since the coffee shop boom of the 1990s, the market for the perfect cup has been growing and growing.
Aside from the seemingly ubiquitous branches of the major chains, there have also been a surge of independent coffee shops.
One such contender is the aptly named Laynes Espresso.
Despite being on one of the city centre’s busiest thoroughfares en route to the station, blink and you could miss this place.
And though it styles itself as a coffee mecca, we were there to give Laynes a whirl as a lunchtime option.
On entering, there’s a wide glass-fronted counter which houses all manner of tempting sweet treats.
And however much I wanted two courses of cake for lunch, the voice of reason told me that I really ought to have something savoury first.
Luckily, Laynes offers a small but enticing lunch selection. There were two varieties of freshly made sandwiches on the counter, both bursting at the seams with filling. One was pastrami-based while the other featured goats cheese – which my lunch date opted for.
Meanwhile I went for a choice from the short menu, Welsh rarebit with ale.
After we took our seats on one of the high tables with stools – which look good but can be a bit tricky for those who aren’t all that tall – we could see the staff preparing my rarebit.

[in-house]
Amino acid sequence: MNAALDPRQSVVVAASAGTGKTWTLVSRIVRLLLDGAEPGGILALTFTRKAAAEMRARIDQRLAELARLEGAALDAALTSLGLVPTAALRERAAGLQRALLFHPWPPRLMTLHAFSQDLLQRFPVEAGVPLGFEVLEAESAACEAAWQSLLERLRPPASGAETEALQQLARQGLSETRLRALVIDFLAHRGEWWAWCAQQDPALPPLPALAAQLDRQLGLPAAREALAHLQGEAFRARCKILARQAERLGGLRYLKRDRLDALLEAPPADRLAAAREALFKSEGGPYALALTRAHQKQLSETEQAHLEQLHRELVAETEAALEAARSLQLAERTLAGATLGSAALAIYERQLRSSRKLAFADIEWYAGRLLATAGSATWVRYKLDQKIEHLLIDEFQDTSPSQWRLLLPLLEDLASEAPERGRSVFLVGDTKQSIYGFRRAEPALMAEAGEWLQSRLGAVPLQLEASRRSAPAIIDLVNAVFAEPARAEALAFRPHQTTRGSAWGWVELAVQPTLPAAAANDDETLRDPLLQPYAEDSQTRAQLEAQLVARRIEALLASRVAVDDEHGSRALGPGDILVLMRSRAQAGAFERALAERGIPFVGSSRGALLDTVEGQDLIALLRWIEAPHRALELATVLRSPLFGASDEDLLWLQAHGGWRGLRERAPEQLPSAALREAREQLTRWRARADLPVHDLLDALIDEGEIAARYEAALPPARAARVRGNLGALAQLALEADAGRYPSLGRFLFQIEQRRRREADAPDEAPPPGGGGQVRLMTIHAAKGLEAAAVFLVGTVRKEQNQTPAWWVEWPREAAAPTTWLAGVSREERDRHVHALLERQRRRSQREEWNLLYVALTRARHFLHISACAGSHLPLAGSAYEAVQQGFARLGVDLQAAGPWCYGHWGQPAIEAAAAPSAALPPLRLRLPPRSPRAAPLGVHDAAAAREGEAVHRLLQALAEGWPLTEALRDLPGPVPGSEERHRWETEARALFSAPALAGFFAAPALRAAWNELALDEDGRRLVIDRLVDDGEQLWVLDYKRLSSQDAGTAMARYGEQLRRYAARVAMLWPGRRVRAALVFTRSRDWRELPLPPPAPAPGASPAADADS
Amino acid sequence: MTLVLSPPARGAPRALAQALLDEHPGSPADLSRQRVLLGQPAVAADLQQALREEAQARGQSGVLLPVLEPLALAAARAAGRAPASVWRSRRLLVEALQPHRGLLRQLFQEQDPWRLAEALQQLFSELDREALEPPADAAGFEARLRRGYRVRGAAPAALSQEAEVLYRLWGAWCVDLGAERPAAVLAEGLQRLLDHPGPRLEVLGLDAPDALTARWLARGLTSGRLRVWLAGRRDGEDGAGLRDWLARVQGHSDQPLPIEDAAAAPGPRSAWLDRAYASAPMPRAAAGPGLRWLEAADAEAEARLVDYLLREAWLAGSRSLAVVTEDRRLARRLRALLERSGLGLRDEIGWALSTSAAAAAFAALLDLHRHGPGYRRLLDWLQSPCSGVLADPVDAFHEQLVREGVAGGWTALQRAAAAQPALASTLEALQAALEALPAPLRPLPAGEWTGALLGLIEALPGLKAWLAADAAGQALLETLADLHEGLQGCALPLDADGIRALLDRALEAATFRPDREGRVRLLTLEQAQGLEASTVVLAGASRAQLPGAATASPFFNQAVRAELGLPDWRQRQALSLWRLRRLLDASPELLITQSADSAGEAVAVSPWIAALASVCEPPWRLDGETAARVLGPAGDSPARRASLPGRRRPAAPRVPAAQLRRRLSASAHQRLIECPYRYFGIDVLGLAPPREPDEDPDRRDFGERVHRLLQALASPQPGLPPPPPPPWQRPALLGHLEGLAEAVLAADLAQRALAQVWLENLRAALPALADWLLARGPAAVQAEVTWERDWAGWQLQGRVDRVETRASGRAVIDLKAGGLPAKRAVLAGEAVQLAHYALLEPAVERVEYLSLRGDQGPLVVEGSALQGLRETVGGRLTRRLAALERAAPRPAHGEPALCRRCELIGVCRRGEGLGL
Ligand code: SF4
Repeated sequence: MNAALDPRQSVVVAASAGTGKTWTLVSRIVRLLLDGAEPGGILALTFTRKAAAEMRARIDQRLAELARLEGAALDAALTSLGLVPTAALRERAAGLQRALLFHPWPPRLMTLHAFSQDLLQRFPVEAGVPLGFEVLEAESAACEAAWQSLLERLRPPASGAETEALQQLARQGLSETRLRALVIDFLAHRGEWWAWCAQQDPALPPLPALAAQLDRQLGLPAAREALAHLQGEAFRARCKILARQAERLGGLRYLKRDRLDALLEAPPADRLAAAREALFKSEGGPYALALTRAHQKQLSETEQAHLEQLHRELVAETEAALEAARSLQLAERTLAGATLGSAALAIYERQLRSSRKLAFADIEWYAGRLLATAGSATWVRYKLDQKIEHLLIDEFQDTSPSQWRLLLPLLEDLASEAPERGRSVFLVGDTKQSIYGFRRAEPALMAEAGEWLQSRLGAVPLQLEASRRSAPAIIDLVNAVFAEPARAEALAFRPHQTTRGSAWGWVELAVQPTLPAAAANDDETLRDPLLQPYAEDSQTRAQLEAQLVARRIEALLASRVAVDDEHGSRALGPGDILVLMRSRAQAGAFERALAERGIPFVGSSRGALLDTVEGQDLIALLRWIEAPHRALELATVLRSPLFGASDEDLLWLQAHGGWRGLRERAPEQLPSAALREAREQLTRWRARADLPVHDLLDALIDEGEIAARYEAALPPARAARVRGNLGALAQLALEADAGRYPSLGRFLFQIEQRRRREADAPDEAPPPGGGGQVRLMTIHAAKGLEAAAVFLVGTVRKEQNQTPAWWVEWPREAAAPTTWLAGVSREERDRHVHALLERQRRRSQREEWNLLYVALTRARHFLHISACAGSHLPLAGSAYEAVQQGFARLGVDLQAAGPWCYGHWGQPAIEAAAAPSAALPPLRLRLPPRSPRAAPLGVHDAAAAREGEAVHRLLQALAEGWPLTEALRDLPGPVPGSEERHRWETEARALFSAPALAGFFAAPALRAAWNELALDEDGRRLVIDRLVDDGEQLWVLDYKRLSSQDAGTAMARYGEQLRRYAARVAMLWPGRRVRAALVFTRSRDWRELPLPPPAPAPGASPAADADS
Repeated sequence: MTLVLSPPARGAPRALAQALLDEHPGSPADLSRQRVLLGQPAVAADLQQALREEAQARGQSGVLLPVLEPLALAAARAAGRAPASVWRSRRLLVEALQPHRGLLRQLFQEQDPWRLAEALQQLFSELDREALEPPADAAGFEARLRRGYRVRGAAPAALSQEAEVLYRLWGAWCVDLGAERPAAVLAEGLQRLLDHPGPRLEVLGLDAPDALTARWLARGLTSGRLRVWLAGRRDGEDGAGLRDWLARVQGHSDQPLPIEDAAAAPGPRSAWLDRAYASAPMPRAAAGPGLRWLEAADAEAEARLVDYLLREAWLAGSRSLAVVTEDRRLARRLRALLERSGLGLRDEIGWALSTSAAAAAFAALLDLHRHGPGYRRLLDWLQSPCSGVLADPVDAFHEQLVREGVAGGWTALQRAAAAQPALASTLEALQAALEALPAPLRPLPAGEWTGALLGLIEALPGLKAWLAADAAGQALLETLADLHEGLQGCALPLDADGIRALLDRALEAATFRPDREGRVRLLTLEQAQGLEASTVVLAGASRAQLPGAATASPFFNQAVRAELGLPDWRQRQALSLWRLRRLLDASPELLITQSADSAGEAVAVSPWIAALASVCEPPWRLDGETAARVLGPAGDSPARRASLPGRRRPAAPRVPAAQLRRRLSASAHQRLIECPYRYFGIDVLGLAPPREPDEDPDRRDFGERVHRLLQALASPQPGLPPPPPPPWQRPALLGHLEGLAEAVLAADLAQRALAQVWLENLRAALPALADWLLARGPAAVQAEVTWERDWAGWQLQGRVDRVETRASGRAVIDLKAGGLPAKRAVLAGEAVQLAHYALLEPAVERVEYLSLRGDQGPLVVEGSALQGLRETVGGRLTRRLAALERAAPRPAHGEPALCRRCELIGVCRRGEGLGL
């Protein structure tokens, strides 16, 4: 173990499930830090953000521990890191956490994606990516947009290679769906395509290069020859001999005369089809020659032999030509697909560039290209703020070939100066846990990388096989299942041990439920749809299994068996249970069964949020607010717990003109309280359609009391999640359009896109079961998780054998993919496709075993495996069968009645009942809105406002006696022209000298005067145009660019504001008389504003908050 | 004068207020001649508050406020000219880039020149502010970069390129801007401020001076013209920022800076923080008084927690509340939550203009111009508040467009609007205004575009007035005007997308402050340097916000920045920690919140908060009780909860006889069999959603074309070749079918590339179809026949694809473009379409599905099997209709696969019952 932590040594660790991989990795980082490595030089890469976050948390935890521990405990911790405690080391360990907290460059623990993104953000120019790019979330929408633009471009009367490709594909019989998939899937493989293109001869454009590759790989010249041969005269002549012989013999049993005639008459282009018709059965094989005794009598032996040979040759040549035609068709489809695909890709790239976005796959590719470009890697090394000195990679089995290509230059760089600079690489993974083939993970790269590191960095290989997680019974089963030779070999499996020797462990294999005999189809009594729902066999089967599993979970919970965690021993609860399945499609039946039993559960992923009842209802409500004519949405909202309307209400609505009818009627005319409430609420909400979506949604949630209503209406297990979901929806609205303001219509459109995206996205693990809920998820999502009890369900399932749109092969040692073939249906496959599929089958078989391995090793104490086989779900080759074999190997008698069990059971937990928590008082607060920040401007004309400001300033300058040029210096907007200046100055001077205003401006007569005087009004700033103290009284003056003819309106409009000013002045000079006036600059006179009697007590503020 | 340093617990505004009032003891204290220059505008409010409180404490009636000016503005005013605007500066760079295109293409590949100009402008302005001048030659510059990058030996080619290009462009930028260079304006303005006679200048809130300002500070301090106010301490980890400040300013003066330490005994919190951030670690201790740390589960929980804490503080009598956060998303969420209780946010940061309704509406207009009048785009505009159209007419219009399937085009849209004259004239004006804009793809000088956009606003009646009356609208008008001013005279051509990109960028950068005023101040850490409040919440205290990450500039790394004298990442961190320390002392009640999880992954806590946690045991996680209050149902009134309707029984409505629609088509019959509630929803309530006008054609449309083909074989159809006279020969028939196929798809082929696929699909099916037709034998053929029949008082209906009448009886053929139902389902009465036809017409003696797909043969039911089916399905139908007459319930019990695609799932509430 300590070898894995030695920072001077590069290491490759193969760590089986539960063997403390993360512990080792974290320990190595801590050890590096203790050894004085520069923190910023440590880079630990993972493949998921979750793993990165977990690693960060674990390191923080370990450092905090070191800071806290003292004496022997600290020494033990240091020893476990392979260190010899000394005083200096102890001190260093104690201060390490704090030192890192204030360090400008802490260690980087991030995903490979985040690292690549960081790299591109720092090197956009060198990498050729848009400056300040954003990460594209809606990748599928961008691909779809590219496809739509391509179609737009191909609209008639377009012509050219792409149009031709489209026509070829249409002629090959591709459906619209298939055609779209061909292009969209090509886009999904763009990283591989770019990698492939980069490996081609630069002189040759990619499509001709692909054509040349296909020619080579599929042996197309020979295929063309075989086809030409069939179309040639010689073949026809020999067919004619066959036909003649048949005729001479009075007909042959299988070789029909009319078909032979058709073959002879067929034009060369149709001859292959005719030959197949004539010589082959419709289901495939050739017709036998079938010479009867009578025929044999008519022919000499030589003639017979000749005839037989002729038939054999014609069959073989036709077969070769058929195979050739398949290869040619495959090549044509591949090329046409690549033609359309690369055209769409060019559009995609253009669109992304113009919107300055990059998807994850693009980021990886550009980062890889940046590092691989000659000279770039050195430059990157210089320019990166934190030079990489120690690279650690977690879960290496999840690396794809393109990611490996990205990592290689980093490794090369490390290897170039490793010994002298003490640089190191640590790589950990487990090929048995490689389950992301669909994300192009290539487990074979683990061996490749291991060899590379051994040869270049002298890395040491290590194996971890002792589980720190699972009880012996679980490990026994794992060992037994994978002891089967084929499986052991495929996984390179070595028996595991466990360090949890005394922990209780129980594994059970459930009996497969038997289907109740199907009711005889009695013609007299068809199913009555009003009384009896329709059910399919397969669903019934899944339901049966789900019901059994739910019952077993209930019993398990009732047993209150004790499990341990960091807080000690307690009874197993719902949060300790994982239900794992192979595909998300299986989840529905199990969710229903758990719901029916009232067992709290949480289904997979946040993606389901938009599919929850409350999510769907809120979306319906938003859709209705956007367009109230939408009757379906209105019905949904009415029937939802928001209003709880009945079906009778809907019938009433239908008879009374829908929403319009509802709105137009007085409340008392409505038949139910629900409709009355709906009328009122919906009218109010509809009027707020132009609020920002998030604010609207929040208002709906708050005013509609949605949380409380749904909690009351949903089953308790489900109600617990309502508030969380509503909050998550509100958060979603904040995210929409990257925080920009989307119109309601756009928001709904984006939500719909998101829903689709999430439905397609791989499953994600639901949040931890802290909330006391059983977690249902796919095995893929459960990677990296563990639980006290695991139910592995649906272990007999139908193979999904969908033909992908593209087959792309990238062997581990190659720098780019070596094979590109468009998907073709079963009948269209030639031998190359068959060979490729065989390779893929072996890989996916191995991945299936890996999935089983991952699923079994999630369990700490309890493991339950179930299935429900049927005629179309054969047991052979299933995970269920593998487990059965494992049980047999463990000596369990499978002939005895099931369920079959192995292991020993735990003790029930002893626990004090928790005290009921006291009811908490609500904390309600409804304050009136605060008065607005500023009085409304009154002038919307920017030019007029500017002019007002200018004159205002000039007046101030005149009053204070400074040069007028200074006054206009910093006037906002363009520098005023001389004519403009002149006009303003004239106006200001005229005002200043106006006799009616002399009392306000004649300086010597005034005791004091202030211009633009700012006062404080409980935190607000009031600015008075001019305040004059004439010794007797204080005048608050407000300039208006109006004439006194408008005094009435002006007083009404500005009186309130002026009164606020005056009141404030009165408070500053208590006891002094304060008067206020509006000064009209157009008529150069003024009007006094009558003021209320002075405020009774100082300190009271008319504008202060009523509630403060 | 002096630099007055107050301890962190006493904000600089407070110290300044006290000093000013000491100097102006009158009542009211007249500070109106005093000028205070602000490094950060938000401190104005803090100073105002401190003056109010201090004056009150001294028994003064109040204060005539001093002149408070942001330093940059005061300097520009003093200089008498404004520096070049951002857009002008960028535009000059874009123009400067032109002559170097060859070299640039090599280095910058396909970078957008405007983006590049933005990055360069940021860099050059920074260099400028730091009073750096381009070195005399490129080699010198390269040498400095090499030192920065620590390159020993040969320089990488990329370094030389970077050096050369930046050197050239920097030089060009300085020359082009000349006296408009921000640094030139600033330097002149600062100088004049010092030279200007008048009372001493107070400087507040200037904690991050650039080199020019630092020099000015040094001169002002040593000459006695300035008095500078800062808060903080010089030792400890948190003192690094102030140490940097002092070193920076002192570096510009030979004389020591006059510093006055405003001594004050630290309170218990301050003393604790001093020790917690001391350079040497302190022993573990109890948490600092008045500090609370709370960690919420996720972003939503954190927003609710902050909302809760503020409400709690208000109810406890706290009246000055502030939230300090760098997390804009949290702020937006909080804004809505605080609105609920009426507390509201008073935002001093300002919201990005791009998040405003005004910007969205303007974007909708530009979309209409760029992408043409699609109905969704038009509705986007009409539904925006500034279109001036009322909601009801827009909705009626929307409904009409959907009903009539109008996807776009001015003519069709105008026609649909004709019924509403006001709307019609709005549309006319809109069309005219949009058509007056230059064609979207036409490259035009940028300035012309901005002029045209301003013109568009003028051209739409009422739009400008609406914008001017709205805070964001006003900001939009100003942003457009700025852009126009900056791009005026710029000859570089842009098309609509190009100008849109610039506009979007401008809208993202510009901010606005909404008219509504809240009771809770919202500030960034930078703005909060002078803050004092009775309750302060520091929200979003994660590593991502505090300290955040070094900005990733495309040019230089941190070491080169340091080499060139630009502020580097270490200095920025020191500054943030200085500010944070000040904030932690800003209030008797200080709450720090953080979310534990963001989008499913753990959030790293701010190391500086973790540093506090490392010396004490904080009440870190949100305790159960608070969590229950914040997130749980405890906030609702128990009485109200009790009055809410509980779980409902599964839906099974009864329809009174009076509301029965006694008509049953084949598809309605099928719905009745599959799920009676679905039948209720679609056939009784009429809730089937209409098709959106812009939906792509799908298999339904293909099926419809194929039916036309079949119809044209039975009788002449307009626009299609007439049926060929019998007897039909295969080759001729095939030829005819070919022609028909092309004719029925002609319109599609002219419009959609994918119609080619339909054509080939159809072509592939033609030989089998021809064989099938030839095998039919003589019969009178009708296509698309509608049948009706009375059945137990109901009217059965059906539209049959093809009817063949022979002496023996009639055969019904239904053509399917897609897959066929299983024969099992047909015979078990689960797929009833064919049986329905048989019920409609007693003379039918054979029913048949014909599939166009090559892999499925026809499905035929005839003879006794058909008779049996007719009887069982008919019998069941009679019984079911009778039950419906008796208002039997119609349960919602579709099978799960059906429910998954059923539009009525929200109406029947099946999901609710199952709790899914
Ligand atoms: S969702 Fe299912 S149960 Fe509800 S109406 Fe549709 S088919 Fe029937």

There was a brief wait while it toasted, before both sandwiches were brought over.
My rarebit was a good example of the dish. The ale added a darker colour and an intensity to the strong cheddar flavour, while a few plain salad leaves on the side helped to cut through the richness.
My companion’s goats cheese sandwich, which was grilled, was crammed full of so much rich, creamy cheese that there must have been an entire herd of goats somewhere feeling physically drained.
There were hints of the sweet plum chutney, although he said it could have done with a little more to provide real balance, and there was barely a whiff of the pumpkin promised on the menu.
He had no such problem detecting the whopping chunks of ginger in the slab of sticky ginger cake. It was a treat combining buzz-inducing amounts of sugary sweetness with pleasant hits of spiciness and he would have happily have demolished a second piece.
The cake was actually his second choice, as I pulled rank to get first refusal on the salted caramel brownie.
It looked mouthwatering and didn’t disappoint, the squidgy, rich brownie languishing under swirls of caramel sauce and a sprinkling of salt crystals.
All in all, a satisfying lunch, with the cakes undoubtedly the stars of the show – though special mention must also go to the hot chocolate I tried which was dark, nutty and not overly sweet.
Our lunch, with crisps and two soft drinks, came to £14.40, though the cakes and hot drink added another £7.50.
Laynes may be small in size and in its range of food, but what this coffee house does, it does very well.